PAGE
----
Sunday, 29 March 2020

Coronavirus causes a few changes of plan

The extraordinary circumstances created by the coronavirus pandemic mean that shopping in the normal way is practically impossible, and there is no guarantee of being able to buy what you would like to buy - especially in respect of items with a short shelf-life food items, such as fresh fruit and vegetables. This has already prompted a huge surge of interest in growing one's own veg. Lots of people who have never done this before are having a go, converting their back gardens to veg-plots or taking on new allotments, just like their grandparents did in WW2. I suspect that many of them will discover the hard way that growing veg is a long-term affair, and requires lots of dedication and hard graft!

Midsummer veg harvest - July 2019

As most readers will know, I have been growing fruit and veg for many years now, and I fully understand that it would be incredibly hard to be self-sufficient with only the small amount of space I have available, and the best I can do is supplement our food supply. My garden is roughly 100 square metres (10 x 10), but nevertheless, by dint of careful planning I do manage to coax a fair bit of produce out of it! This year, in true wartime spirit I am being especially careful to utilise the space in the best way possible, and squeeze just a little bit more out of it. In this post I want to show some examples of this.

For instance, I had originally planned to grow 20 Broad Bean plants in this raised bed, in two parallel rows, the first of which I planted last week, but I have changed that plan and now have 30 plants in three rows instead.

In gardening it's often true that "Less is more", and overcrowded plants competing for insufficient resources may not do well, so to compensate the beans for being a bit cramped I gave their raised bed an extra boost. I dug-in some Growmore general fertiliser and incorporated a few bucketloads of homemade compost, to help the soil retain moisture. The compost comes with a disadvantage though: it's full of creepy crawlies, and the Blackbirds love scratching around in it, so I definitely have to cover the bed with anti-bird netting.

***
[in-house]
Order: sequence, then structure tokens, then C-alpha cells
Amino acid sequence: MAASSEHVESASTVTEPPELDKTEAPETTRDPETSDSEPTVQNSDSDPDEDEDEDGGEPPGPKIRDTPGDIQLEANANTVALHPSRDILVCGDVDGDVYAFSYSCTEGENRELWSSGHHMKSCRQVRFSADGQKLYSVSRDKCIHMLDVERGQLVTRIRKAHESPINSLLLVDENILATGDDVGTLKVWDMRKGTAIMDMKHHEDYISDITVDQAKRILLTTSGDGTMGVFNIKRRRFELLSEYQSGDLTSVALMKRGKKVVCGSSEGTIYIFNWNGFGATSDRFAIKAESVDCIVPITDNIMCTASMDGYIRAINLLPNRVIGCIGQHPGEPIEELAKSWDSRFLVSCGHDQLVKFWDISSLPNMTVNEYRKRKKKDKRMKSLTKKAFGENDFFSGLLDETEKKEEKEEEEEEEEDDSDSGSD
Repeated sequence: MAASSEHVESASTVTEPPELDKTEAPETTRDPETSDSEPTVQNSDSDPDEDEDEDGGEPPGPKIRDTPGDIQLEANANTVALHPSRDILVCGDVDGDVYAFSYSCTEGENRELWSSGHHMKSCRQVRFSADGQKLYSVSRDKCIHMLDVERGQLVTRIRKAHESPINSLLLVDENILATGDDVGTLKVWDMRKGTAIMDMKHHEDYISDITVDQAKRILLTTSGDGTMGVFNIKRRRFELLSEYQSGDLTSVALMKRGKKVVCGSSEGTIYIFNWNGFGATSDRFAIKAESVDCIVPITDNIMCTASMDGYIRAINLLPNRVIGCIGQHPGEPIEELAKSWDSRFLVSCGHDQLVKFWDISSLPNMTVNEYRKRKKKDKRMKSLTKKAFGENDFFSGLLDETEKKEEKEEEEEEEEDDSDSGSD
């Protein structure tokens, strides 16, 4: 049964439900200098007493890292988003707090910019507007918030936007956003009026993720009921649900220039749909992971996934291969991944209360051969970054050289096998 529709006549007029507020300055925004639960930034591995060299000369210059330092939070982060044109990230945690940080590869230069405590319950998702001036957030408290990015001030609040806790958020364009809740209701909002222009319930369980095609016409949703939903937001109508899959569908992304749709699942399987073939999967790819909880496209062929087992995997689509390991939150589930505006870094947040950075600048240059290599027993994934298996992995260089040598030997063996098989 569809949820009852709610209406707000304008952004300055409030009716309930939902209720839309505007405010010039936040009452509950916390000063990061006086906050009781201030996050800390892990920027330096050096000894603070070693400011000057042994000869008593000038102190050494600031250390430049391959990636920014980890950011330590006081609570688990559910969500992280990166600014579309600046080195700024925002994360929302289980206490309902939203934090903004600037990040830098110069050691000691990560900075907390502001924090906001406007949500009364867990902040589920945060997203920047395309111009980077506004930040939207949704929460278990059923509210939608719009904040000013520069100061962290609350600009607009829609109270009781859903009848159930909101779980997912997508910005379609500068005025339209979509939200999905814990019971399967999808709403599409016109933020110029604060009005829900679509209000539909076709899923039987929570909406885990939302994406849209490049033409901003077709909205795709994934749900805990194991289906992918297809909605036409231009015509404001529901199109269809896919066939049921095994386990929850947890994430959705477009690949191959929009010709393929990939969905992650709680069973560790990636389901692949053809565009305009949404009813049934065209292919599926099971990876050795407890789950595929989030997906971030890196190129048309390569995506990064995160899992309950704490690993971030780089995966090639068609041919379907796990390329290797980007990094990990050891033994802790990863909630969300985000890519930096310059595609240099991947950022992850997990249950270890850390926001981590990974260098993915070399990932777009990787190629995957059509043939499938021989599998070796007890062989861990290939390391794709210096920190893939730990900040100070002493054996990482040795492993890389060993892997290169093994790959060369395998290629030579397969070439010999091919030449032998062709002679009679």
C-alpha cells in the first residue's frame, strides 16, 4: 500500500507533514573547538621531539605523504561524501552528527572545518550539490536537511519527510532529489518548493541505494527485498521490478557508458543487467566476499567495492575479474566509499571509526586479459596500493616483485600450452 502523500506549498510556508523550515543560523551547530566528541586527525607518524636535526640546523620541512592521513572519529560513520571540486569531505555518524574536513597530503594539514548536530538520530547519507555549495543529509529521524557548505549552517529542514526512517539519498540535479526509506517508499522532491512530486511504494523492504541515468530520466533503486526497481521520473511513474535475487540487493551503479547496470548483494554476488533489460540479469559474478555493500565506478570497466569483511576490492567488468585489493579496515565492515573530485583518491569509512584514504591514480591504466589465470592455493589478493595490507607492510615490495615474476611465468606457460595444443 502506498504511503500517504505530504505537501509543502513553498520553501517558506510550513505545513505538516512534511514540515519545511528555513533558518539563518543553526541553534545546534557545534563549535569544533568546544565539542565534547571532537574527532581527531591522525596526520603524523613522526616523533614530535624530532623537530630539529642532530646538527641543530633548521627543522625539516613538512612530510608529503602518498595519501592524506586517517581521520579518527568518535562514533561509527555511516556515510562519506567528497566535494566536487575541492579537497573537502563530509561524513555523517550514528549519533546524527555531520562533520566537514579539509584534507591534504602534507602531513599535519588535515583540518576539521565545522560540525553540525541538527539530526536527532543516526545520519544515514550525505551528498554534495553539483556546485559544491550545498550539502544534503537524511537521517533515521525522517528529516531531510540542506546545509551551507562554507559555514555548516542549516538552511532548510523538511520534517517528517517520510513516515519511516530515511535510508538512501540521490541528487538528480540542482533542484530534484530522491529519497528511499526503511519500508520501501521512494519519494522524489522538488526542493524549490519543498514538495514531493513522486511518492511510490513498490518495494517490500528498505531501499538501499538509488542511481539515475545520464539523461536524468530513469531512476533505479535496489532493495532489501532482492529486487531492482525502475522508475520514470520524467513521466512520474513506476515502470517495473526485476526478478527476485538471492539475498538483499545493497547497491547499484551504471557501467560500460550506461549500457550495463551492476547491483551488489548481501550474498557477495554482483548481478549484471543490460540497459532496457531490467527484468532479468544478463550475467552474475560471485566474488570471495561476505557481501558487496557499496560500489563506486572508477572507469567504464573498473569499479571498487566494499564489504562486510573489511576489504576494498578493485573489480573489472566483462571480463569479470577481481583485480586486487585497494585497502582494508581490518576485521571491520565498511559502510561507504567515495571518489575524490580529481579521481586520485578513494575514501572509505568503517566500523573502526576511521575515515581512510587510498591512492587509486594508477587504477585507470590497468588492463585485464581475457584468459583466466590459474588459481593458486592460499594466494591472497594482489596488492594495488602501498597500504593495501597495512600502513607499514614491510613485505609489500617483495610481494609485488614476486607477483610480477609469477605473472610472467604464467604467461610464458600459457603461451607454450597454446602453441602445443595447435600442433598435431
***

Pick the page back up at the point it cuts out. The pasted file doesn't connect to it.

Some of the plants in the first row of beans were half uprooted by the birds before I added the net, so after re-planting them I gave each one a small stick for support and tied the plants to the sticks with soft string. This has the advantage of helping them to stay upright despite the very strong winds we have been experiencing.

Here's another example of my 2020 approach: you might remember that I recently planted a lot of onion seedlings, but was left with a few spares, which in normal times would probably have ended up being composted...

Well, I have now planted those four clumps of onions into a couple of black plastic crates filled with soil. These are containers that I have successfully used as "flower-pots" many times before. They have several drainage holes in the bases, by the way.

Since my main crop of onions will be growing elsewhere, my intention is that the ones in these containers should be harvested at an immature stage, to be used as "Spring Onions". It would be nice to be able to just nip out to the garden to pick one or two of those as required, instead of having to plan 10 days ahead and order a bunch from Ocado!